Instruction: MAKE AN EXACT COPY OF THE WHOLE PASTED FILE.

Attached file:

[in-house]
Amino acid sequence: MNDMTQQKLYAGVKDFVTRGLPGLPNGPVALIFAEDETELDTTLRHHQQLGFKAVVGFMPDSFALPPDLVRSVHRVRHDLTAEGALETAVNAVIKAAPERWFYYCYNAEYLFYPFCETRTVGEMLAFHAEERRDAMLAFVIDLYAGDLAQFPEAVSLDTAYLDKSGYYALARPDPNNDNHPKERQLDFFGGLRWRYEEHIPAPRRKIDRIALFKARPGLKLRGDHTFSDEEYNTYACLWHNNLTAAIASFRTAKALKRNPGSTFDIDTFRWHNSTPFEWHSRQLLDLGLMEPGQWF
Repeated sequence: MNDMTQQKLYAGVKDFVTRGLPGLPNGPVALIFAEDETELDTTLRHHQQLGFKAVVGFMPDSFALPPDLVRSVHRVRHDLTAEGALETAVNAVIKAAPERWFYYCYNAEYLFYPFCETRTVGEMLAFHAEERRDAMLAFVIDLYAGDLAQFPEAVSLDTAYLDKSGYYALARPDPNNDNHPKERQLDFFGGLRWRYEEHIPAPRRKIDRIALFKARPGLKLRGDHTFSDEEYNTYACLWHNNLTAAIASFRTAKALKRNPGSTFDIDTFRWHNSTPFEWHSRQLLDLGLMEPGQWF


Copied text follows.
[in-house]
Amino acid sequence: MNDMTQQKLYAGVKDFVTRGLPGLPNGPVALIFAEDETELDTTLRHHQQLGFKAVVGFMPDSFALPPDLVRSVHRVRHDLTAEGALETAVNAVIKAAPERWFYYCYNAEYLFYPFCETRTVGEMLAFHAEERRDAMLAFVIDLYAGDLAQFPEAVSLDTAYLDKSGYYALARPDPNNDNHPKERQLDFFGGLRWRYEEHIPAPRRKIDRIALFKARPGLKLRGDHTFSDEEYNTYACLWHNNLTAAIASFRTAKALKRNPGSTFDIDTFRWHNSTPFEWHSRQLLDLGLMEPGQWF
Repeated sequence: MNDMTQQKLYAGVKDFVTRGLPGLPNGPVALIFAEDETELDTTLRHHQQLGFKAVVGFMPDSFALPPDLVRSVHRVRHDLTAEGALETAVNAVIKAAPERWFYYCYNAEYLFYPFCETRTVGEMLAFHAEERRDAMLAFVIDLYAGDLAQFPEAVSLDTAYLDKSGYYALARPDPNNDNHPKERQLDFFGGLRWRYEEHIPAPRRKIDRIALFKARPGLKLRGDHTFSDEEYNTYACLWHNNLTAAIASFRTAKALKRNPGSTFDIDTFRWHNSTPFEWHSRQLLDLGLMEPGQWF